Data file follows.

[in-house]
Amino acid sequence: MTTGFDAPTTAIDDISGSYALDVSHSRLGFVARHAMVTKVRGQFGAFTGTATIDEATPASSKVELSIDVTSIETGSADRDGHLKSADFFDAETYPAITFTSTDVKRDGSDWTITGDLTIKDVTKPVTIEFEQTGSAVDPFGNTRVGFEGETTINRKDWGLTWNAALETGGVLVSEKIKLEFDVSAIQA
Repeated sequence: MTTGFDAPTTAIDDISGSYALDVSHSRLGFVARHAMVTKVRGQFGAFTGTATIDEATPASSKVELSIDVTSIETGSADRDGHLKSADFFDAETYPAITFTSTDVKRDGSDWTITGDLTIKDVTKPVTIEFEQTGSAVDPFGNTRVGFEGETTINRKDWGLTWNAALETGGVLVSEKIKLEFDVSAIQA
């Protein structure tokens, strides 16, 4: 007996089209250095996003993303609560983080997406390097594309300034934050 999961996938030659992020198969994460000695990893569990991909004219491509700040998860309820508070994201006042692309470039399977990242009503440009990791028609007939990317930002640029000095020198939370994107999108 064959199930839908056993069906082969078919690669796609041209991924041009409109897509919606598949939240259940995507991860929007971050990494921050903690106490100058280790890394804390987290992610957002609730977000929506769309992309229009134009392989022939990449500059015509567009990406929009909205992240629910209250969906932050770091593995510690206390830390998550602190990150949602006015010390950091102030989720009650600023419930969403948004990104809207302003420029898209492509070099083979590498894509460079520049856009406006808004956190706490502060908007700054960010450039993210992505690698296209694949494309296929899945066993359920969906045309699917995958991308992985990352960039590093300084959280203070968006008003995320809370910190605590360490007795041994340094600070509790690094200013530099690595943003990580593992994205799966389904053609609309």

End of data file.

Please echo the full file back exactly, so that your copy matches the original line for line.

[in-house]
Amino acid sequence: MTTGFDAPTTAIDDISGSYALDVSHSRLGFVARHAMVTKVRGQFGAFTGTATIDEATPASSKVELSIDVTSIETGSADRDGHLKSADFFDAETYPAITFTSTDVKRDGSDWTITGDLTIKDVTKPVTIEFEQTGSAVDPFGNTRVGFEGETTINRKDWGLTWNAALETGGVLVSEKIKLEFDVSAIQA
Repeated sequence: MTTGFDAPTTAIDDISGSYALDVSHSRLGFVARHAMVTKVRGQFGAFTGTATIDEATPASSKVELSIDVTSIETGSADRDGHLKSADFFDAETYPAITFTSTDVKRDGSDWTITGDLTIKDVTKPVTIEFEQTGSAVDPFGNTRVGFEGETTINRKDWGLTWNAALETGGVLVSEKIKLEFDVSAIQA
């Protein structure tokens, strides 16, 4: 007996089209250095996003993303609560983080997406390097594309300034934050 999961996938030659992020198969994460000695990893569990991909004219491509700040998860309820508070994201006042692309470039399977990242009503440009990791028609007939990317930002640029000095020198939370994107999108 064959199930839908056993069906082969078919690669796609041209991924041009409109897509919606598949939240259940995507991860929007971050990494921050903690106490100058280790890394804390987290992610957002609730977000929506769309992309229009134009392989022939990449500059015509567009990406929009909205992240629910209250969906932050770091593995510690206390830390998550602190990150949602006015010390950091102030989720009650600023419930969403948004990104809207302003420029898209492509070099083979590498894509460079520049856009406006808004956190706490502060908007700054960010450039993210992505690698296209694949494309296929899945066993359920969906045309699917995958991308992985990352960039590093300084959280203070968006008003995320809370910190605590360490007795041994340094600070509790690094200013530099690595943003990580593992994205799966389904053609609309």